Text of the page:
WHAT'S ON

Todd Alexander to talk at Dungog Library on April 16

Dungog Library's author talk series continues

Author Todd Alexander spoke to a rapt audience at Dungog Library in 2019 and is set to return on April 16 for what promises to be an evening of some well-needed laughter.

"Todd's talk was hugely entertaining, he had us all in stitches," said Dungog Librarian Amanda Field.

"We can't wait to hear the next instalment."

Mr Alexander said a lot of the laughs come at the expense of his partner, Jeff.

"I love talking to a live audience and I'm very grateful we can do that again now especially as Dungog was one of my favourite events during the last tour," he said.

"Of course everyone needs a fall guy and for me that's the long-suffering Jeff who's learnt to take it all in his stride."

The road to publishing

With a busy and successful corporate life, Todd Alexander suddenly grew restless.

"My partner and I went on a holiday to the Barossa and fell in love with the relaxed pace of life there," he said.

"We stayed in a crappy B&B and thought to ourselves, we could do better than this."

A few years later they bought Block Eight, a run-down vineyard set on 100 acres off the prestigious Sweetwater Road just north of Pokolbin.

"We had no intention of being farmers but when we tried a Brokenwood wine made from our grapes we thought it would be a shame to bulldoze the whole vineyard," Mr Alexander said.

"My partner Jeff turned to me and I just knew we were about to become farmers.

Alexander said he had no idea his life would take him from a renovated terrace in Annandale to life on a farm with grapes, olives, rescued farm animals and over 100 acres to mow.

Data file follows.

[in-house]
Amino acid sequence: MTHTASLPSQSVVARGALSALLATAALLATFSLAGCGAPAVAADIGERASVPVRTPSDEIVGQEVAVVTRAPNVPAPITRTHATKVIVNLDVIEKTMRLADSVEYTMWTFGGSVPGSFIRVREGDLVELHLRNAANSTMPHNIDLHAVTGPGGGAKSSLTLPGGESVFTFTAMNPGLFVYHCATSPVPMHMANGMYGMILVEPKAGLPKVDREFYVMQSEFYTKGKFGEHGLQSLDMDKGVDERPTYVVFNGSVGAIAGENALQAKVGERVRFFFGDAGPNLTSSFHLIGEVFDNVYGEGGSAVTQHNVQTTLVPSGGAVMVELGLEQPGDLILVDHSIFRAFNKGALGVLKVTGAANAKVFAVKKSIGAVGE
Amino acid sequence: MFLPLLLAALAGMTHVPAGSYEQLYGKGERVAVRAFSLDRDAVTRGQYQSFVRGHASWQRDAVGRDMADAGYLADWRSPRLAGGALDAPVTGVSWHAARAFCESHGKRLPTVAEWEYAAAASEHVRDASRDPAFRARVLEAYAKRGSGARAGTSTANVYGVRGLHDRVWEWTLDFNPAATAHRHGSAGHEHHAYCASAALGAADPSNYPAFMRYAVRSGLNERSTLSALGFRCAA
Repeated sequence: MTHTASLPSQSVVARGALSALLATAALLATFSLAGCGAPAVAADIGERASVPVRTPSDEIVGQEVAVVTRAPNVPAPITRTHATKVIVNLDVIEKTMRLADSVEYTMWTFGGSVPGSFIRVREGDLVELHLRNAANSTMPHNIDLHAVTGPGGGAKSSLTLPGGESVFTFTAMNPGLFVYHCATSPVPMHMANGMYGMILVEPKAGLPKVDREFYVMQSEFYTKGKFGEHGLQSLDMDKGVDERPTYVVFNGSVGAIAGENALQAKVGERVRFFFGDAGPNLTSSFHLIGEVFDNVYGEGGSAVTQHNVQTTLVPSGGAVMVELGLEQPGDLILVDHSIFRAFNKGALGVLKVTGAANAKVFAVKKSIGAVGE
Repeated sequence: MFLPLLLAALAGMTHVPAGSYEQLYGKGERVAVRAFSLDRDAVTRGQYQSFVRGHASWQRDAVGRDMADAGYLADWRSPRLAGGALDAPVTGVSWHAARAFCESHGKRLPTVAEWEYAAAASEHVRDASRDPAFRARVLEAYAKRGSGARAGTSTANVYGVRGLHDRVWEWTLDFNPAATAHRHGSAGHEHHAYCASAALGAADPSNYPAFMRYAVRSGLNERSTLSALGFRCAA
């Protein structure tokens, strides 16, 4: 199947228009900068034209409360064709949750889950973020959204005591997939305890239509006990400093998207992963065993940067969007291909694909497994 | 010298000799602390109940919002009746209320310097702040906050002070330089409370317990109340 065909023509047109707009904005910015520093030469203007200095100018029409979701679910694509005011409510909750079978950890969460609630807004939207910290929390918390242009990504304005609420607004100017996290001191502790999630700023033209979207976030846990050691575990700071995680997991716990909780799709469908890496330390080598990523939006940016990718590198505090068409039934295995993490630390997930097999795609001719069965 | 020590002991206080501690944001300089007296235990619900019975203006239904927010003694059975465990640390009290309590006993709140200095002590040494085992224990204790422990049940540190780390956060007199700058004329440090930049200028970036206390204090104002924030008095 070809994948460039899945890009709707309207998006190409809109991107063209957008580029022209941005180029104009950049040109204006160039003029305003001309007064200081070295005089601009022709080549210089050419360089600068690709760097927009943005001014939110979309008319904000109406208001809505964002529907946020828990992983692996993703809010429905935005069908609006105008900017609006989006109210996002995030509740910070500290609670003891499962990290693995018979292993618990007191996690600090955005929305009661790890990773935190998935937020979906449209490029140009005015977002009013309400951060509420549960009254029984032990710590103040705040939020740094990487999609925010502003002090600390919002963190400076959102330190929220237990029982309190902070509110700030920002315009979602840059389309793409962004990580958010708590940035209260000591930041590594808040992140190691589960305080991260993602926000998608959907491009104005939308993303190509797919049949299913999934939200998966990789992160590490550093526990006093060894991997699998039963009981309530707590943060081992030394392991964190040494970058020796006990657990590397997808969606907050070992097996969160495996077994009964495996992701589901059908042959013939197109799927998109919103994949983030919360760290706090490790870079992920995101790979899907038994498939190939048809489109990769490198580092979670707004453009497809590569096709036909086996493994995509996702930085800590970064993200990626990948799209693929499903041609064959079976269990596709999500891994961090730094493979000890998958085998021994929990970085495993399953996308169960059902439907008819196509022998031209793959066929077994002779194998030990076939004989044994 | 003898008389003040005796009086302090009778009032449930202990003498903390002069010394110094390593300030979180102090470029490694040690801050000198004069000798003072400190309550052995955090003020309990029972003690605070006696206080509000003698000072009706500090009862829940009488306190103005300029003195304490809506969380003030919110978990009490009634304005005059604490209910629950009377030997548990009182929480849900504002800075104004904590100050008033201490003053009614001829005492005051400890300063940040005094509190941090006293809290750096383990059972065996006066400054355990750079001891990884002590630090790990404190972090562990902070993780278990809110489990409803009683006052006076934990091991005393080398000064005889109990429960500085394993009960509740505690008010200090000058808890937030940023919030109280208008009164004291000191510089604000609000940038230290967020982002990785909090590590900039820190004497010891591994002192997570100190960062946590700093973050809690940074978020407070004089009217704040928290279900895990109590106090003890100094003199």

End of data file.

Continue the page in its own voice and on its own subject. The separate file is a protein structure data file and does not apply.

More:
"Our courtyard in Annandale was three by three metres", he said.

"And most of the pot plants in it were dead."

He wrote the bestselling Thirty Thousand Bottles of Wine and a Pig Called Helga about their experiences and the book was shortlisted for a number of industry awards.

"We couldn't believe that our little adventure appealed to so many people," he said.

"It also brought a lot of laughter into peoples' lives - these two "cityots" who thought they knew what they were doing.

"In the city the hardest work I ever did was typing and the only power tool I ever used was a cake mixer... to say we were in for a shock would be a bit of an understatement."

Country Life in a COVID world

Alexander's first memoir was very much a fish out of water tale, the highs and lows of city people who find themselves on the land with no knowledge or skills. Now he returns with his latest memoir, You've Got To Be Kidding.

A lot of city people - particularly during COVID lockdowns - have looked at life in the country as an idyll," he says. 'And while we have lots of fresh air and open spaces, I also wanted to let people know life on the land comes with a unique set of challenges."

The book covers the couple dealing with bushfires, drought, snakes, rapidly changing business demands, sick rescued animals, the unstoppable breeding of peafowl and the odd unreasonable customer (like the guest who demanded thirty six towels for a two night stay).

Alexander relays his experiences with an ever-present sense of humour.

"When it all gets too much, we find ourselves looking for the funny side of things," Alexander said.

"Particularly in these dark times, because without laughter and each other, we really don't have much at all."

To make a booking for Todd's Dungog event at the Doug Walters Pavilion at 5pm on Friday, April 16 call Dungog Library on 4992 1819.